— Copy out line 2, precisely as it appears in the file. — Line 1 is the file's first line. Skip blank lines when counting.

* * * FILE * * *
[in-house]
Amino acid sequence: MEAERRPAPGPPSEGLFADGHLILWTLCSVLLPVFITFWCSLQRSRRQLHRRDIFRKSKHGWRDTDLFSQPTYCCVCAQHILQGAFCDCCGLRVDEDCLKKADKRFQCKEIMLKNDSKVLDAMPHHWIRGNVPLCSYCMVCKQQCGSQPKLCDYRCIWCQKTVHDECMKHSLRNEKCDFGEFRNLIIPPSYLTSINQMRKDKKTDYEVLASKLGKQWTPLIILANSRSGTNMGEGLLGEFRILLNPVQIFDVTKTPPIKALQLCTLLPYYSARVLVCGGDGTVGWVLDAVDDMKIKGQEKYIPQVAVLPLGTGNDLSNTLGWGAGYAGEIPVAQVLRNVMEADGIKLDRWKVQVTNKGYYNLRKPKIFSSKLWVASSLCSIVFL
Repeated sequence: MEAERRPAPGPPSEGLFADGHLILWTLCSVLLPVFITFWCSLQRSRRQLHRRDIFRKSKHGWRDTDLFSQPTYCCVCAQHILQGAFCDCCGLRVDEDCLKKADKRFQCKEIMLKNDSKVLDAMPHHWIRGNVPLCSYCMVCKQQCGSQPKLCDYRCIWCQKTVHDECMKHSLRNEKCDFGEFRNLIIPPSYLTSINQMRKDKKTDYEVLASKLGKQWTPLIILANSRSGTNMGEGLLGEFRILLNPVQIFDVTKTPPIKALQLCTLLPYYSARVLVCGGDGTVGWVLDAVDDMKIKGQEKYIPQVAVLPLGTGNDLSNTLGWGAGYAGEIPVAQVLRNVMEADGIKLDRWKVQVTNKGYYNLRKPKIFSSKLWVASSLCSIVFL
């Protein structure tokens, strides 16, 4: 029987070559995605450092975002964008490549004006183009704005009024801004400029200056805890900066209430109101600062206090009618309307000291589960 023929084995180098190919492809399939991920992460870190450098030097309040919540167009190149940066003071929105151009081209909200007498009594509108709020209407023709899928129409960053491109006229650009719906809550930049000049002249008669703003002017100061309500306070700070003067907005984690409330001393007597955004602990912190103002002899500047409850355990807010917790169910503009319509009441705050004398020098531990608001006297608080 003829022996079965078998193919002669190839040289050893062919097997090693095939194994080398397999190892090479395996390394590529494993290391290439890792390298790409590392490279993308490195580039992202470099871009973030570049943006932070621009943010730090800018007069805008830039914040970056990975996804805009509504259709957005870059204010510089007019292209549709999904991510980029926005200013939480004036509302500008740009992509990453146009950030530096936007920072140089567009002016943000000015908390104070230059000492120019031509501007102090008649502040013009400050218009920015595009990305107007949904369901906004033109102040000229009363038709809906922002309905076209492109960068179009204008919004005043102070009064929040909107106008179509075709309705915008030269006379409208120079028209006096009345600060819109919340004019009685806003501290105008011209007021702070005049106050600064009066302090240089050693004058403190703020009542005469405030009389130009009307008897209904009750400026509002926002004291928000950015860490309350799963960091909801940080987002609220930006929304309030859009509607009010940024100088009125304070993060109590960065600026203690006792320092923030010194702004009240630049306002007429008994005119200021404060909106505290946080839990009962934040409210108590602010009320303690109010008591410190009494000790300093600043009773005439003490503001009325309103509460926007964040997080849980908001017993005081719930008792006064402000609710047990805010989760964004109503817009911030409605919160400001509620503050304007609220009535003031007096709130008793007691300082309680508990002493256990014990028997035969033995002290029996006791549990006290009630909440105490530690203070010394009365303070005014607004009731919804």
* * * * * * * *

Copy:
Amino acid sequence: MEAERRPAPGPPSEGLFADGHLILWTLCSVLLPVFITFWCSLQRSRRQLHRRDIFRKSKHGWRDTDLFSQPTYCCVCAQHILQGAFCDCCGLRVDEDCLKKADKRFQCKEIMLKNDSKVLDAMPHHWIRGNVPLCSYCMVCKQQCGSQPKLCDYRCIWCQKTVHDECMKHSLRNEKCDFGEFRNLIIPPSYLTSINQMRKDKKTDYEVLASKLGKQWTPLIILANSRSGTNMGEGLLGEFRILLNPVQIFDVTKTPPIKALQLCTLLPYYSARVLVCGGDGTVGWVLDAVDDMKIKGQEKYIPQVAVLPLGTGNDLSNTLGWGAGYAGEIPVAQVLRNVMEADGIKLDRWKVQVTNKGYYNLRKPKIFSSKLWVASSLCSIVFL